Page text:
Three Mile Island Nuclear Accident – Pennsylvania – March 28, 1979

Failure of water pumps caused a chain reaction of higher and higher temperatures and some radioactive gas began to escape into the surrounding area.

The worst accident in the history of U.S. commercial nuclear power generation occurred at 4:00 A.M. on March 28, 1979. It happened at the Three Mile Island installation near Middleton, Pennsylvania, when the plant experienced a failure in the nonnuclear section. The two main water pumps stopped running and a chain reaction followed. Before long radioactive gas escaped into the surrounding area and the governor of Pennsylvania ordered preschool children and pregnant women to stay away from an area within five miles of the nuclear installation.

There are dozens of nuclear power plants operating in the United States, providing electrical power to more than half of the nation’s states. An accident in any one of them sends alarms across the country. Hence, when something went wrong with the installation at Three Mile Island in Pennsylvania in March of 1979 it cast a shadow on every nuclear plant in the rest of the country. The companies that operate these plants knew that these power generators have backup systems to cope with accidents and they also knew that if these systems failed there could be a serious tragedy. The Three Mile Island event was what one expert called a common mode accident. By that he meant an event that bypasses all the backup systems either because of its rarity or because an operator interferes with the safety systems by disconnecting them.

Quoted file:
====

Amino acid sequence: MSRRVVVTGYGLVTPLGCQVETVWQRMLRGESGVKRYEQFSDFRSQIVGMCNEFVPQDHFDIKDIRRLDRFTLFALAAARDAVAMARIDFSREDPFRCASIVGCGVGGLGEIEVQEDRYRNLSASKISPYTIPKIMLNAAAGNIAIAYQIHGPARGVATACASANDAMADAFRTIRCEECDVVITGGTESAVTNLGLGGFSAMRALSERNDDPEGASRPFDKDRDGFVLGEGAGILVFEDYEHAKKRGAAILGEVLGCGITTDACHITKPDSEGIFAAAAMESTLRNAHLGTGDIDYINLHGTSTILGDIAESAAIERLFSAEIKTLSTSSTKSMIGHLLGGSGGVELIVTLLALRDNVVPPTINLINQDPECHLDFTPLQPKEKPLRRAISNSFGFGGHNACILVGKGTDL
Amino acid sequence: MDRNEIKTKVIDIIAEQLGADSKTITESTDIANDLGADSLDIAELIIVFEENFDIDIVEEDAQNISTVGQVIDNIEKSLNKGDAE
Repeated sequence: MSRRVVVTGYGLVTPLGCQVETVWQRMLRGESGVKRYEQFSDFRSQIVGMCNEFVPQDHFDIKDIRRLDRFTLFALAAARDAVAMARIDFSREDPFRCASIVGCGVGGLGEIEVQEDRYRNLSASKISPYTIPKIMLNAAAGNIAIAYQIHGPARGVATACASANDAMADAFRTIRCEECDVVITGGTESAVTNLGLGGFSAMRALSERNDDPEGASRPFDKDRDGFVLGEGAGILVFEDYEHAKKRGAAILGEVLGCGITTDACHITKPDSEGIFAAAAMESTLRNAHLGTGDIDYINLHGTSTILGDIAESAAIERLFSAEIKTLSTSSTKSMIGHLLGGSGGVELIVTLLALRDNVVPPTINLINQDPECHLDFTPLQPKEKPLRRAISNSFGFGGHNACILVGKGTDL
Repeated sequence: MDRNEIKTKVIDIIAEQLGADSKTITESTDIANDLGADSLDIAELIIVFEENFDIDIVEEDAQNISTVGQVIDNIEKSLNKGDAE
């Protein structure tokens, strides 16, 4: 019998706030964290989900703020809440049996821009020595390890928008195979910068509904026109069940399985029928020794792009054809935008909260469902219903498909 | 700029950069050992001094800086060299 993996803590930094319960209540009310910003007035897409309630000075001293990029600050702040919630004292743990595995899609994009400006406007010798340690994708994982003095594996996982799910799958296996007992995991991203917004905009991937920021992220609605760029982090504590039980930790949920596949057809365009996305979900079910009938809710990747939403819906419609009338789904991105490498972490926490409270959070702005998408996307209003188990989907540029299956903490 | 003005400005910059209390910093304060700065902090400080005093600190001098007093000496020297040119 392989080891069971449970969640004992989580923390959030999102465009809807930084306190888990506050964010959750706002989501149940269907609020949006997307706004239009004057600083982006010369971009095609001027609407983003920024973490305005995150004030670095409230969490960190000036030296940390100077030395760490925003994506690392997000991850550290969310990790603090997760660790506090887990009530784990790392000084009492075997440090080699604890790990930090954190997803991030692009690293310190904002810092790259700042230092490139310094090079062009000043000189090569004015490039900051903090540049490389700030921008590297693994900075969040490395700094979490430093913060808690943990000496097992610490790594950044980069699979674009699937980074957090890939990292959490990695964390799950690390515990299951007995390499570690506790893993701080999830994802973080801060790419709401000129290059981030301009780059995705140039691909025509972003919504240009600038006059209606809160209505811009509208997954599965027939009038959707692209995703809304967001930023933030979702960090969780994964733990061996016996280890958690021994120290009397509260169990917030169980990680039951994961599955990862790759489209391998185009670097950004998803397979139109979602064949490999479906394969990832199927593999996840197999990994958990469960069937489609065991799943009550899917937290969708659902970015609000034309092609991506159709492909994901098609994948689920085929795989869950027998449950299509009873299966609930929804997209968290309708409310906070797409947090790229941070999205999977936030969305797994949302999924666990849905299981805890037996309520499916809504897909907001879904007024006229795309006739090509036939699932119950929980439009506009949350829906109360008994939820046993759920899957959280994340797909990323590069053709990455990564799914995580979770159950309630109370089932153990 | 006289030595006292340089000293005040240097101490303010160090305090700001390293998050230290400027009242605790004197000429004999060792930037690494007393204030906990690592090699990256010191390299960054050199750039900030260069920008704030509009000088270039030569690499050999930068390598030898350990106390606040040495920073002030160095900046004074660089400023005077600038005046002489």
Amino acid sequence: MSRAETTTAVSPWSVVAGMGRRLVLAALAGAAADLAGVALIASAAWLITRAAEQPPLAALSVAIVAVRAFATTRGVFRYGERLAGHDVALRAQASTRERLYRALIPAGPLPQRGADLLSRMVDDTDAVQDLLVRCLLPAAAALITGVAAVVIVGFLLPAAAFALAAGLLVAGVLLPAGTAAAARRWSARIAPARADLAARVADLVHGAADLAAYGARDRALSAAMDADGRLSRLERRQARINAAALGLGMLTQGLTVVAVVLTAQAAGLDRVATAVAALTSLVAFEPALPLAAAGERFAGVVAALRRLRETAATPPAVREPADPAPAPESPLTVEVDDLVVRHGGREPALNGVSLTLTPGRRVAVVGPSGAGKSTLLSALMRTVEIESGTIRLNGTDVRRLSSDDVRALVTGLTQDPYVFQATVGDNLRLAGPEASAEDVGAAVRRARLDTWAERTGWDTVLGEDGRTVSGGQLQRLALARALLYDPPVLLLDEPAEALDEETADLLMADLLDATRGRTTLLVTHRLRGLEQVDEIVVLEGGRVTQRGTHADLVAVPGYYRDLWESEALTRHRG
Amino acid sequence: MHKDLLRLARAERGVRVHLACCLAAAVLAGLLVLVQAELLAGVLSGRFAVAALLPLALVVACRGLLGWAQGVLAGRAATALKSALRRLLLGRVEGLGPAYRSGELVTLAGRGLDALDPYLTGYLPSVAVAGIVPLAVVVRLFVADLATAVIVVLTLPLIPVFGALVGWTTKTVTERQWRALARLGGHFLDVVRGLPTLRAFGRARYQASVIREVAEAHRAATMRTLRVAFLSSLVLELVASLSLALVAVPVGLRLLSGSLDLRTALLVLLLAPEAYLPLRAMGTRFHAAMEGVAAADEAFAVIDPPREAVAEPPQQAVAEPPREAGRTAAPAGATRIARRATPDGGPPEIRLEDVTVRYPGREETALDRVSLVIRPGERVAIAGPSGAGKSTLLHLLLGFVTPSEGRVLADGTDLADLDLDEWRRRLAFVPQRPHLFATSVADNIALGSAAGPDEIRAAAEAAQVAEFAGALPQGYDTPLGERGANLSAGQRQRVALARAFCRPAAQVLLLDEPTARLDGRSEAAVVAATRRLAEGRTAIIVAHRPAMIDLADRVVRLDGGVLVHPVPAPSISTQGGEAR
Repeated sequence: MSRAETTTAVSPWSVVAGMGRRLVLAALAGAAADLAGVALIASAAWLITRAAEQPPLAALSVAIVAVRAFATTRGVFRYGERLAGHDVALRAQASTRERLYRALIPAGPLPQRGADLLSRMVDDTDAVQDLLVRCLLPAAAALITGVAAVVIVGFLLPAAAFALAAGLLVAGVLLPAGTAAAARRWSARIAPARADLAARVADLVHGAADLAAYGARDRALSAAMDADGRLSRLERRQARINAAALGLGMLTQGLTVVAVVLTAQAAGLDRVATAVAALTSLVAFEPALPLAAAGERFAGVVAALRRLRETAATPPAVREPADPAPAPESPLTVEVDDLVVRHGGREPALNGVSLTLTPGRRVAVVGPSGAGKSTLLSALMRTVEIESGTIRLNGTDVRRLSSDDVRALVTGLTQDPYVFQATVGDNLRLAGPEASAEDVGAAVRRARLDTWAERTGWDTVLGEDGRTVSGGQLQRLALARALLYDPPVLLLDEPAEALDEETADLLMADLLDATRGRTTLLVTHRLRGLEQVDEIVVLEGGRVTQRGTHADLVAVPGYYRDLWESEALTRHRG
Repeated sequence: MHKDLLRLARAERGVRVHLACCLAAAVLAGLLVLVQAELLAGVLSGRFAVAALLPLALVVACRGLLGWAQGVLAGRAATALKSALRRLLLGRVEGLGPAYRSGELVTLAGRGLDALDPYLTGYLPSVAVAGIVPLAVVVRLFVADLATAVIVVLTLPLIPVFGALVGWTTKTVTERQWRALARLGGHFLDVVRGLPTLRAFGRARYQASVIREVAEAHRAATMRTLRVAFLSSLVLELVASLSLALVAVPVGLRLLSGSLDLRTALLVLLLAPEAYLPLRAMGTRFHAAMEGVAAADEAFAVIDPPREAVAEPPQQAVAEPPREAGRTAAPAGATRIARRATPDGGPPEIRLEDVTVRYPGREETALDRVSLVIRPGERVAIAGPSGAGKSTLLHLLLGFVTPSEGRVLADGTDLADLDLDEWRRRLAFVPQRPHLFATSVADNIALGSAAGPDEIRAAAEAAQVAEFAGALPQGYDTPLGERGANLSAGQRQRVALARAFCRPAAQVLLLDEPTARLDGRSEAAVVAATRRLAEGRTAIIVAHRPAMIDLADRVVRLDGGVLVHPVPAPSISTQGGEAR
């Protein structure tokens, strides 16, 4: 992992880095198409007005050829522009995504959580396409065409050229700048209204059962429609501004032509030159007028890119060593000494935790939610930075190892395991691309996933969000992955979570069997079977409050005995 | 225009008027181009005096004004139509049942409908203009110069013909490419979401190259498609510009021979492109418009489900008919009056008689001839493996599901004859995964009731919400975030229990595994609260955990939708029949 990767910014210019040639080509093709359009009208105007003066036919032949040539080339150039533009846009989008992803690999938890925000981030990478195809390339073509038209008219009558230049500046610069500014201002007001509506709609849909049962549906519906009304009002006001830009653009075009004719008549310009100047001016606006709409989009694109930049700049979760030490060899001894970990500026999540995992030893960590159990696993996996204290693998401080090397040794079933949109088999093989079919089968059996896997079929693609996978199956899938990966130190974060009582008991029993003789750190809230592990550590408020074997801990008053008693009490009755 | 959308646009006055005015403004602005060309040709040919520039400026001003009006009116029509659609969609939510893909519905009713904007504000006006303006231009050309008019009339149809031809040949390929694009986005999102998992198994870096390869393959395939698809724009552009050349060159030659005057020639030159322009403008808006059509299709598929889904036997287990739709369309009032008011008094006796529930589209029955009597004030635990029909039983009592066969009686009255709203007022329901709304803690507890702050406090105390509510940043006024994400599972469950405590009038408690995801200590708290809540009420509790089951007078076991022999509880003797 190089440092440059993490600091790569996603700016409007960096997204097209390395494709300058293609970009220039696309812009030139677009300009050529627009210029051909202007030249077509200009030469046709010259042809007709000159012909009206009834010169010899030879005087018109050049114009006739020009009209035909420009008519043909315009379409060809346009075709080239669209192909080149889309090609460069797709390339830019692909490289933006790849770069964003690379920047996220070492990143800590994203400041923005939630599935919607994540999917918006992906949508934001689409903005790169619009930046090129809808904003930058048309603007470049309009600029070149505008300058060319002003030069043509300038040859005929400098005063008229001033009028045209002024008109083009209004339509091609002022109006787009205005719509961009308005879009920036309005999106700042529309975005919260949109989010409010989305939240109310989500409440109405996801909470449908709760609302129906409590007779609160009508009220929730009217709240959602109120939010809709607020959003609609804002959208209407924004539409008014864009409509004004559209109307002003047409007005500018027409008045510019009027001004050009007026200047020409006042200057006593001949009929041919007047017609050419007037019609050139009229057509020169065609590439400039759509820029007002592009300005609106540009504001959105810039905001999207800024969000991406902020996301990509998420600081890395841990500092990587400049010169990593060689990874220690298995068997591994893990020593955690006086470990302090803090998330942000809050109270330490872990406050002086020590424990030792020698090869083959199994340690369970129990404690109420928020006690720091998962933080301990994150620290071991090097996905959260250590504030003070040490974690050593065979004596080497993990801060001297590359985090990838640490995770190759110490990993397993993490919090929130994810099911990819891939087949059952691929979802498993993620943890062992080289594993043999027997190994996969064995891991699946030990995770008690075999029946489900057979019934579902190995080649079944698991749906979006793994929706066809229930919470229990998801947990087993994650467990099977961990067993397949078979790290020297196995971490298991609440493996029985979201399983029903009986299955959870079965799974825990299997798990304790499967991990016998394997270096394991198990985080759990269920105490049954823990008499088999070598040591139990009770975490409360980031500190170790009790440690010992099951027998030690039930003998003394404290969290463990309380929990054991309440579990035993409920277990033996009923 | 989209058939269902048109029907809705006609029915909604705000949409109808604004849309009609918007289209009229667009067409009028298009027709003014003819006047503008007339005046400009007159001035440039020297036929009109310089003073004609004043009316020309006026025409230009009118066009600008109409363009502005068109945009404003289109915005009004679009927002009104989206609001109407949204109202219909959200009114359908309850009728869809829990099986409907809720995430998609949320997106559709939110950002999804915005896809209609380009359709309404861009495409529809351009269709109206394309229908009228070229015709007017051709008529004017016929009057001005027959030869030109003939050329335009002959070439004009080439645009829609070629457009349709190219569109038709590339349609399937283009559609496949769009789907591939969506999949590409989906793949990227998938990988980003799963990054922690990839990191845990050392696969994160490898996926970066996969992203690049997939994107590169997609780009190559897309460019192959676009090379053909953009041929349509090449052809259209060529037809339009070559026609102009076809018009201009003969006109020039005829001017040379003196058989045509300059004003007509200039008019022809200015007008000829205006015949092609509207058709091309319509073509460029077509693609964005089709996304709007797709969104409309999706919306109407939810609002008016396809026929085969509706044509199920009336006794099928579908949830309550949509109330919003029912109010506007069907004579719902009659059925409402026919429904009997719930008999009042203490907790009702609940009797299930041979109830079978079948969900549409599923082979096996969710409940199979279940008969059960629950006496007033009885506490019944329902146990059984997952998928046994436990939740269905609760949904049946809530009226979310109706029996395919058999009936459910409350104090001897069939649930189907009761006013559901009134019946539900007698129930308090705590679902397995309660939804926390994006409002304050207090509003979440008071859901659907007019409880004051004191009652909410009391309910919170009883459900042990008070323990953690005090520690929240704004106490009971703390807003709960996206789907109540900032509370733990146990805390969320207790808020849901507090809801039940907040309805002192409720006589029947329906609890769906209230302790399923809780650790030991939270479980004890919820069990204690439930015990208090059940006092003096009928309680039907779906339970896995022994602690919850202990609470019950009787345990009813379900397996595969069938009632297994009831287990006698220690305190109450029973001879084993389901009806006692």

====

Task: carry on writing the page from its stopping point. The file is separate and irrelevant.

The basic rule in nuclear generators is to have duplicate safety systems for all the important operations so that failure of one will not cause irreparable damage before repairs can be done. These duplicate systems were installed in the Three Mile Island plant but because nuclear power generators were still relatively new at the time not every eventuality was provided for. The heart of the power generator is the fuel cell that is heated by nuclear fission. This heat is used to generate electricity. However, the heat generated by the fuel cell can rise to uncontrollable levels if it is not kept at a safe level and cooling water is the agent that regulates this temperature. A common-mode accident would be an event that cuts off the supply of cooling water. None of all the other safety systems matter if this were to happen; the power plant would be out of control.

The fundamental weakness that gave rise to the common-mode accident at Three Mile Island was the competence of the plant workers. These maintenance people who looked after the installation day and night were well trained for keeping everything in good order, for conducting routine adjustments and repairs on equipment, and for reporting anything that was abnormal. They had spent a year in a training course. Some of them had previous experience on nuclear-powered submarines. They were not qualified nuclear engineers and they had no training for coping with complex emergencies, nor were they supposed to. The automatic systems were designed for these emergencies but, as it turned out, they could not anticipate every eventuality.